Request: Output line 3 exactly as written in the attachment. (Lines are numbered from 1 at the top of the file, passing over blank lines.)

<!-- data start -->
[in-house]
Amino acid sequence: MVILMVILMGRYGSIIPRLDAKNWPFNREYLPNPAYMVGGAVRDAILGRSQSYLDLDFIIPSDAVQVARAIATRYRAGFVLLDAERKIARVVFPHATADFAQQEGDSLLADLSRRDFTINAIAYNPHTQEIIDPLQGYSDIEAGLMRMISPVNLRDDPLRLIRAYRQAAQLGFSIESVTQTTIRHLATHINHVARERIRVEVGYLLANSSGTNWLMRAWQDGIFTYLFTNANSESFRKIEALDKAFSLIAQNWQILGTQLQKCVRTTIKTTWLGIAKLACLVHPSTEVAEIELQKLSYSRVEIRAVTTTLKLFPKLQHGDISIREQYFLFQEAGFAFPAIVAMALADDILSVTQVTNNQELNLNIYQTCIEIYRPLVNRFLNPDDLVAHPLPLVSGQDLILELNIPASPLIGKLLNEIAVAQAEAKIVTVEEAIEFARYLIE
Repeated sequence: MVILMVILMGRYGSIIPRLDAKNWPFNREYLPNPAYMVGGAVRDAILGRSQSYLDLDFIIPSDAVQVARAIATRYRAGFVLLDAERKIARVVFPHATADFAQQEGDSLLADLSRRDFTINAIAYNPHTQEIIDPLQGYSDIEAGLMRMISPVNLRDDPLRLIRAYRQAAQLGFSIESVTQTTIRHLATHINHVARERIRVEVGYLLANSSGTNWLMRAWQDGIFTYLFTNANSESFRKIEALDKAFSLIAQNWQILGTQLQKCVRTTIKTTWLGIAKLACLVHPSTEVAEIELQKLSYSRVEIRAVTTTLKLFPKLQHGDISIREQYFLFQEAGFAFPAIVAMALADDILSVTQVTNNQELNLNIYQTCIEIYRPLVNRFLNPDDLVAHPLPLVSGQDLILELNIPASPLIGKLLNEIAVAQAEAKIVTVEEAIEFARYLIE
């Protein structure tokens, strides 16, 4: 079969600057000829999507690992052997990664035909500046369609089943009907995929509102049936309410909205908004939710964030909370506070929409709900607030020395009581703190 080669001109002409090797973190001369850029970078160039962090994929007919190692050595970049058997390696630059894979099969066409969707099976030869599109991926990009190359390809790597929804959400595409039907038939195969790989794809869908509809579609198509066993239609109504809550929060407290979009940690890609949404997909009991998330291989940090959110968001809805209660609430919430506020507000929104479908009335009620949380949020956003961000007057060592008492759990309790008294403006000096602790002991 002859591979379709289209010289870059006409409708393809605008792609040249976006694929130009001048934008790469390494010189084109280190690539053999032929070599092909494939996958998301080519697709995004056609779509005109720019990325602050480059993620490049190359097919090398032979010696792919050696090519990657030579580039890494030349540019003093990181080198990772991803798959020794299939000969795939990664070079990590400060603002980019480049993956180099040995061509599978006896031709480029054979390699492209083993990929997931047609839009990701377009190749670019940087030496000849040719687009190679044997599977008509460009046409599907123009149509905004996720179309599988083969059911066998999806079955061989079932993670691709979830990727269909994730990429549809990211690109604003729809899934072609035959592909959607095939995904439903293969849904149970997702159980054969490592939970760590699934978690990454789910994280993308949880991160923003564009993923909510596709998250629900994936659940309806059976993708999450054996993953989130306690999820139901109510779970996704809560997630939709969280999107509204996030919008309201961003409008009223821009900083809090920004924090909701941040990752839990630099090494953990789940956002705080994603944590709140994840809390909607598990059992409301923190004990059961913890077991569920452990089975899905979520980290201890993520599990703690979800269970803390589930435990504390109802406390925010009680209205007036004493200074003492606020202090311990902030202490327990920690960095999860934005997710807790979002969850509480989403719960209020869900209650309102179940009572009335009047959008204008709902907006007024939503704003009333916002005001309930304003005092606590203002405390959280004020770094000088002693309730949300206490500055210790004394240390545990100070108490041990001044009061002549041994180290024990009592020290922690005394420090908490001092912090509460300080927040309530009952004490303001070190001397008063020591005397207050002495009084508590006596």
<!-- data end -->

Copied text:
Repeated sequence: MVILMVILMGRYGSIIPRLDAKNWPFNREYLPNPAYMVGGAVRDAILGRSQSYLDLDFIIPSDAVQVARAIATRYRAGFVLLDAERKIARVVFPHATADFAQQEGDSLLADLSRRDFTINAIAYNPHTQEIIDPLQGYSDIEAGLMRMISPVNLRDDPLRLIRAYRQAAQLGFSIESVTQTTIRHLATHINHVARERIRVEVGYLLANSSGTNWLMRAWQDGIFTYLFTNANSESFRKIEALDKAFSLIAQNWQILGTQLQKCVRTTIKTTWLGIAKLACLVHPSTEVAEIELQKLSYSRVEIRAVTTTLKLFPKLQHGDISIREQYFLFQEAGFAFPAIVAMALADDILSVTQVTNNQELNLNIYQTCIEIYRPLVNRFLNPDDLVAHPLPLVSGQDLILELNIPASPLIGKLLNEIAVAQAEAKIVTVEEAIEFARYLIE